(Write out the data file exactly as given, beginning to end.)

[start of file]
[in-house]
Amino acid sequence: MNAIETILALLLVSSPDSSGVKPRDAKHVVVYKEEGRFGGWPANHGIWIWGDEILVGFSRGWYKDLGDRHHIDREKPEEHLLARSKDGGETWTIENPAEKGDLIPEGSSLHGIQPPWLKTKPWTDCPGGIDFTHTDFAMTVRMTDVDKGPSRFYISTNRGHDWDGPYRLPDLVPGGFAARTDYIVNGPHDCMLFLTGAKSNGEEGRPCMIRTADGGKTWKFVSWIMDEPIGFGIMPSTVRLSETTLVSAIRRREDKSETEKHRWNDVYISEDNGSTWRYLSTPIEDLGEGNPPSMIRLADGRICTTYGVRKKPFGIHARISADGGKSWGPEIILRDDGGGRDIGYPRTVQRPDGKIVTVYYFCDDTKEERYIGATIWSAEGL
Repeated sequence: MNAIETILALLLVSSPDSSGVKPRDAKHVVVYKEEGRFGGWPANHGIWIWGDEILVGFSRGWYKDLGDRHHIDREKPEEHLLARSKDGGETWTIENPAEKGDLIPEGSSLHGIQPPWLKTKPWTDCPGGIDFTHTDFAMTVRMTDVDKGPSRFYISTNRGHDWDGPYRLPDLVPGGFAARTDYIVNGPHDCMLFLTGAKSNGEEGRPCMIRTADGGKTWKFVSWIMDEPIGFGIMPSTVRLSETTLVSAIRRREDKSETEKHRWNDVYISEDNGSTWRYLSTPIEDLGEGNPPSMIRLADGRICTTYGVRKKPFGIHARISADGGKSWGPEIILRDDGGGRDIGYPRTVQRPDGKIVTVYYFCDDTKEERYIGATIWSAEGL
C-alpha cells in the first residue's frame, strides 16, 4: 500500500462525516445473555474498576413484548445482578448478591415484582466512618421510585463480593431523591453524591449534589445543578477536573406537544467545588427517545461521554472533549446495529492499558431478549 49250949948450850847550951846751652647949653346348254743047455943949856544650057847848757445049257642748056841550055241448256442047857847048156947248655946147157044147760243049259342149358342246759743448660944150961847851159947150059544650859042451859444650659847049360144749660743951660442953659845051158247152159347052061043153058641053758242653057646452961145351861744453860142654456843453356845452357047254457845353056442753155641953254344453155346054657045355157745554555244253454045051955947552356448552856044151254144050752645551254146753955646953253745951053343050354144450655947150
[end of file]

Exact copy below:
[in-house]
Amino acid sequence: MNAIETILALLLVSSPDSSGVKPRDAKHVVVYKEEGRFGGWPANHGIWIWGDEILVGFSRGWYKDLGDRHHIDREKPEEHLLARSKDGGETWTIENPAEKGDLIPEGSSLHGIQPPWLKTKPWTDCPGGIDFTHTDFAMTVRMTDVDKGPSRFYISTNRGHDWDGPYRLPDLVPGGFAARTDYIVNGPHDCMLFLTGAKSNGEEGRPCMIRTADGGKTWKFVSWIMDEPIGFGIMPSTVRLSETTLVSAIRRREDKSETEKHRWNDVYISEDNGSTWRYLSTPIEDLGEGNPPSMIRLADGRICTTYGVRKKPFGIHARISADGGKSWGPEIILRDDGGGRDIGYPRTVQRPDGKIVTVYYFCDDTKEERYIGATIWSAEGL
Repeated sequence: MNAIETILALLLVSSPDSSGVKPRDAKHVVVYKEEGRFGGWPANHGIWIWGDEILVGFSRGWYKDLGDRHHIDREKPEEHLLARSKDGGETWTIENPAEKGDLIPEGSSLHGIQPPWLKTKPWTDCPGGIDFTHTDFAMTVRMTDVDKGPSRFYISTNRGHDWDGPYRLPDLVPGGFAARTDYIVNGPHDCMLFLTGAKSNGEEGRPCMIRTADGGKTWKFVSWIMDEPIGFGIMPSTVRLSETTLVSAIRRREDKSETEKHRWNDVYISEDNGSTWRYLSTPIEDLGEGNPPSMIRLADGRICTTYGVRKKPFGIHARISADGGKSWGPEIILRDDGGGRDIGYPRTVQRPDGKIVTVYYFCDDTKEERYIGATIWSAEGL
C-alpha cells in the first residue's frame, strides 16, 4: 500500500462525516445473555474498576413484548445482578448478591415484582466512618421510585463480593431523591453524591449534589445543578477536573406537544467545588427517545461521554472533549446495529492499558431478549 49250949948450850847550951846751652647949653346348254743047455943949856544650057847848757445049257642748056841550055241448256442047857847048156947248655946147157044147760243049259342149358342246759743448660944150961847851159947150059544650859042451859444650659847049360144749660743951660442953659845051158247152159347052061043153058641053758242653057646452961145351861744453860142654456843453356845452357047254457845353056442753155641953254344453155346054657045355157745554555244253454045051955947552356448552856044151254144050752645551254146753955646953253745951053343050354144450655947150